Polling-based load distribution (LD) algorithms suffer from two weaknesses: (i) load information exchanged during a polling session is confined to the two negotiating nodes only; (ii) as the distributed system grows in size (in terms of the number of constituent nodes), a larger number of polling sessions, and thus a higher amount of network bandwidth consumption and CPU overhead, are needed. We propose a new LD algorithm which is based on anti-tasks and load state vectors. This new algorithm avoids the above weaknesses of polling-based LD algorithms. Anti-tasks are composite agents which travel around a distributed system to facilitate the pairing up of task senders and receivers, as well as the collection and dissemination of load information. Time-stamped load information of processing nodes is stored in load state vectors which, when used together with anti-tasks, encourage mutual sharing of load information among processing nodes. Anti-tasks, which make use of load state vectors to decide their traveling paths, are spontaneously directed towards processing nodes having high transient workload, thus allowing their surplus workload to be relocated quickly. Using simulations, we evaluate the performance of our new algorithm by comparing its performance with a number of well-known polling-based load distribution algorithms. We found that our algorithm provides significant reduction of mean task response time over a large range of system sizes. The cost of achieving this performance gain in terms of CPU overhead and channel bandwidth consumption is generally comparable to the other algorithms we studied.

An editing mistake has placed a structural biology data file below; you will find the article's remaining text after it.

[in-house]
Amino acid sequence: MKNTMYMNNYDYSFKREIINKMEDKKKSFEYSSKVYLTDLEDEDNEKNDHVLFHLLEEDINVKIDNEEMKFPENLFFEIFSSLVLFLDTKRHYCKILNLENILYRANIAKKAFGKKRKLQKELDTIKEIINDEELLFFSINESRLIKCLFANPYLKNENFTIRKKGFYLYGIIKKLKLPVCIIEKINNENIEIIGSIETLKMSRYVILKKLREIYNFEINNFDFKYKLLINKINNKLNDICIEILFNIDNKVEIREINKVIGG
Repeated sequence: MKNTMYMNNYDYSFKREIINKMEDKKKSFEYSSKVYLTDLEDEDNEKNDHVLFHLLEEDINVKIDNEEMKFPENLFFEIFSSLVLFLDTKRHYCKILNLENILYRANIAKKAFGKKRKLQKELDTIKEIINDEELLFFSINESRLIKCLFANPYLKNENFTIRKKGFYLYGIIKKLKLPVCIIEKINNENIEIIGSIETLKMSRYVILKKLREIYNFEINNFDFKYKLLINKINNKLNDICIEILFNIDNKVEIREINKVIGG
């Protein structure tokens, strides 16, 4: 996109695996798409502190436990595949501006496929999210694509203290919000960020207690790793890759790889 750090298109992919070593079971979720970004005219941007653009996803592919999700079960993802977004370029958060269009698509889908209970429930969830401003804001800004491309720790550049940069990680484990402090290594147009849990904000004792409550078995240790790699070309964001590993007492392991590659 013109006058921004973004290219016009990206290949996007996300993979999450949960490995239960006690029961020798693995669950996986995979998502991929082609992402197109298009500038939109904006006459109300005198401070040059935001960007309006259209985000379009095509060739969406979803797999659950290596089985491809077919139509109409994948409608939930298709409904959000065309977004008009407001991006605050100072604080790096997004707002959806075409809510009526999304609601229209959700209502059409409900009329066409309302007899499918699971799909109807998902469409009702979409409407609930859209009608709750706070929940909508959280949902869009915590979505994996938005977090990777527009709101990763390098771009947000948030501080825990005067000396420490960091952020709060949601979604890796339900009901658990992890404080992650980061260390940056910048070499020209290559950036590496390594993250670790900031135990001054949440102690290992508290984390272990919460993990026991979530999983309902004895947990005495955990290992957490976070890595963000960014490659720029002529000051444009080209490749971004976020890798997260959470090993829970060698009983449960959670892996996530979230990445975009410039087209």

|Number of pages||19|
|Journal||Concurrency Practice and Experience|
|Publication status||Published - 10 Dec 1998|
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